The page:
Invasive Species

Invasive kudzu blankets the trees and banks of Oldfield Creek.
Invasive kudzu carpets the banks and trees of Oldfield Creek.

NPS Photo

Invasive Species and the NPS

Invasive species are a major concern for the iconic landscapes of our National Parks. Invasive species (also referred to as exotic or non-native species) are typically non-native plants or animal from other geographic regions that are introduced locally, either intentionally or inadvertently. However, there are some native invasive species. Invasive species can be found in all walks of life, including microscopic insects, large mammals, attractive plants, and aquatic creatures. Invasive species crowd out native plants, degrade native habitat, threaten endangered species, damage infrastructure, decrease the biodiversity, and change the way natural areas function.

Kudzu eradication efforts near Oldfield Creek.
Kudzu eradication efforts near Oldfield Creek.

NPS Photo

It is estimated to cost $137 billion annually to treat areas in the United States already affected by invasive plants. The impact of non-native plants on the biology of habitats occurs at the state, regional, and national levels.

The National Park Service is also feeling the impacts from invasive species. Over 6,500 non-native invasive species have been documented on National Park lands across the United States; 70% are invasive plant species. Today, invasive plants infest approximately 2.6 million acres in the National Park system, reducing the natural diversity of these places. The costs of managing the invasive plants were estimated at $80 million from 1996 - 2000. To learn more about the National Park Services' invasive species management plan, please visit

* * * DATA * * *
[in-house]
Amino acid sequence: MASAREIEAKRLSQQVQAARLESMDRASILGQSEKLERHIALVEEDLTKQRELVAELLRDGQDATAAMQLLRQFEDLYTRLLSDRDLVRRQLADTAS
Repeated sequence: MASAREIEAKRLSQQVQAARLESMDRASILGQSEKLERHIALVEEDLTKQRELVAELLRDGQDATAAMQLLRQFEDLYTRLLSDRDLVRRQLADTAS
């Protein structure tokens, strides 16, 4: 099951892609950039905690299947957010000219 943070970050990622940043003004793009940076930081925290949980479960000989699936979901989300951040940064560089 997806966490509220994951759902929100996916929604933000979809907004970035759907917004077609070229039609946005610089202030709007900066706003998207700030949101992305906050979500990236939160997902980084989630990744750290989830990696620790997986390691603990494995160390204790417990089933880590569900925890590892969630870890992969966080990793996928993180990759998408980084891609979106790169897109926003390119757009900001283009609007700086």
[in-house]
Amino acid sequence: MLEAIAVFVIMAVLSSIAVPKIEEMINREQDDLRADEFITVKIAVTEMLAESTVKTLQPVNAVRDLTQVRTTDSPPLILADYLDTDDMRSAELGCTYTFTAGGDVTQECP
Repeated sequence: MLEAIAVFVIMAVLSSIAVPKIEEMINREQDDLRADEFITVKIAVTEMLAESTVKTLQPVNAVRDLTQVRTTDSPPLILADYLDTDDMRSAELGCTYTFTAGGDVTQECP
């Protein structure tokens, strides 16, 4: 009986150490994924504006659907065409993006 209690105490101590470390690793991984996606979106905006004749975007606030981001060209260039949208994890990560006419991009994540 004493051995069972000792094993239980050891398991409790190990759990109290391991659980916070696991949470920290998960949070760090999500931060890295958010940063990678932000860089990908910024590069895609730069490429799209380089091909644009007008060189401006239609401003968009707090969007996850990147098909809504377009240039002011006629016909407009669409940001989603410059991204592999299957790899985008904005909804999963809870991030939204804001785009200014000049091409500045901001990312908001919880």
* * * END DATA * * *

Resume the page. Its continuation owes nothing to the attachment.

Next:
Staff applies herbicide to Japanese Honeysuckle.
Japanese honeysuckle is cut, then treated with herbicide by park staff.

NPS Photo

Non-Native Plants at the Parkway

The Natchez Trace Parkway is actively working to eliminate and remove exotic plant species from within Park boundaries. The invasive plant species that present the biggest threat to the lands of the Natchez Trace Parkway are Chinese privet (Ligustrum sinensis), kudzu (Pueraria lobata),Japanese honeysuckle (Lonicera japonica), and Johnsongrass (Sorghum halepense). These weeds are on the Top Ten list of worst weeds for the states of Alabama, Mississippi and Tennessee. Each state is working to control and remove exotic plants from their native landscapes. The Natchez Trace Parkway treated over 75 acres in 2010 with herbicide, and additional acres with manual removal and prescribed fire to reduce exotic plants in the landscape.

Last updated: May 21, 2015

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Mailing Address:

2680 Natchez Trace Parkway
Tupelo, MS 38804


800 305-7417
The Parkway Visitor Center near Tupelo, MS, is open 9am-4:30pm seven days a week. The visitor center is closed Thanksgiving, December 25th and January 1st.

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